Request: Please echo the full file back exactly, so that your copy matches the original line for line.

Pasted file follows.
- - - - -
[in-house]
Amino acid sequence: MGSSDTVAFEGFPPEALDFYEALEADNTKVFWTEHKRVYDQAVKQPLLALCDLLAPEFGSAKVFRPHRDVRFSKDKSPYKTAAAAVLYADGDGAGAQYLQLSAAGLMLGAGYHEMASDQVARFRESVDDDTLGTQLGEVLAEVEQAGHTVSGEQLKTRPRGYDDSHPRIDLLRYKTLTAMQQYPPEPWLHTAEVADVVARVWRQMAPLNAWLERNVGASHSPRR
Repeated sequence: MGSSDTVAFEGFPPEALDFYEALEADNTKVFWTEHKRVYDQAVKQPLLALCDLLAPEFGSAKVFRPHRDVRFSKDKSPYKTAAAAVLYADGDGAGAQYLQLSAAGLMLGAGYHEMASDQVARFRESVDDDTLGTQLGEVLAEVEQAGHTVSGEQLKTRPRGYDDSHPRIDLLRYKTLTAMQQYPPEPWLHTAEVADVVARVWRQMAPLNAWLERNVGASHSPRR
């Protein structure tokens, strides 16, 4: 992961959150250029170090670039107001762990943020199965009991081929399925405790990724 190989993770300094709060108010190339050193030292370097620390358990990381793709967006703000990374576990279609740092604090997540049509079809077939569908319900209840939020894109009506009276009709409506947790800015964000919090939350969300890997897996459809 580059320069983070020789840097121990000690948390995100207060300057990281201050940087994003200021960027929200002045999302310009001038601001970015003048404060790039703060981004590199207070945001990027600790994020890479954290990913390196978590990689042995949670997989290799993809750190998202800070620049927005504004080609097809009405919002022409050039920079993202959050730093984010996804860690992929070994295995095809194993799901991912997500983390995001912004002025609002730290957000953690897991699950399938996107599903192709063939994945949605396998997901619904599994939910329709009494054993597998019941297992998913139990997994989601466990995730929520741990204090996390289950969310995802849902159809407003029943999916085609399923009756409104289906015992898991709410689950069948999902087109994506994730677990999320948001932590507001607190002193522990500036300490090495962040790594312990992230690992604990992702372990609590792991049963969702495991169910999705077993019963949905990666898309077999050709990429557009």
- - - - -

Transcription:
[in-house]
Amino acid sequence: MGSSDTVAFEGFPPEALDFYEALEADNTKVFWTEHKRVYDQAVKQPLLALCDLLAPEFGSAKVFRPHRDVRFSKDKSPYKTAAAAVLYADGDGAGAQYLQLSAAGLMLGAGYHEMASDQVARFRESVDDDTLGTQLGEVLAEVEQAGHTVSGEQLKTRPRGYDDSHPRIDLLRYKTLTAMQQYPPEPWLHTAEVADVVARVWRQMAPLNAWLERNVGASHSPRR
Repeated sequence: MGSSDTVAFEGFPPEALDFYEALEADNTKVFWTEHKRVYDQAVKQPLLALCDLLAPEFGSAKVFRPHRDVRFSKDKSPYKTAAAAVLYADGDGAGAQYLQLSAAGLMLGAGYHEMASDQVARFRESVDDDTLGTQLGEVLAEVEQAGHTVSGEQLKTRPRGYDDSHPRIDLLRYKTLTAMQQYPPEPWLHTAEVADVVARVWRQMAPLNAWLERNVGASHSPRR
């Protein structure tokens, strides 16, 4: 992961959150250029170090670039107001762990943020199965009991081929399925405790990724 190989993770300094709060108010190339050193030292370097620390358990990381793709967006703000990374576990279609740092604090997540049509079809077939569908319900209840939020894109009506009276009709409506947790800015964000919090939350969300890997897996459809 580059320069983070020789840097121990000690948390995100207060300057990281201050940087994003200021960027929200002045999302310009001038601001970015003048404060790039703060981004590199207070945001990027600790994020890479954290990913390196978590990689042995949670997989290799993809750190998202800070620049927005504004080609097809009405919002022409050039920079993202959050730093984010996804860690992929070994295995095809194993799901991912997500983390995001912004002025609002730290957000953690897991699950399938996107599903192709063939994945949605396998997901619904599994939910329709009494054993597998019941297992998913139990997994989601466990995730929520741990204090996390289950969310995802849902159809407003029943999916085609399923009756409104289906015992898991709410689950069948999902087109994506994730677990999320948001932590507001607190002193522990500036300490090495962040790594312990992230690992604990992702372990609590792991049963969702495991169910999705077993019963949905990666898309077999050709990429557009």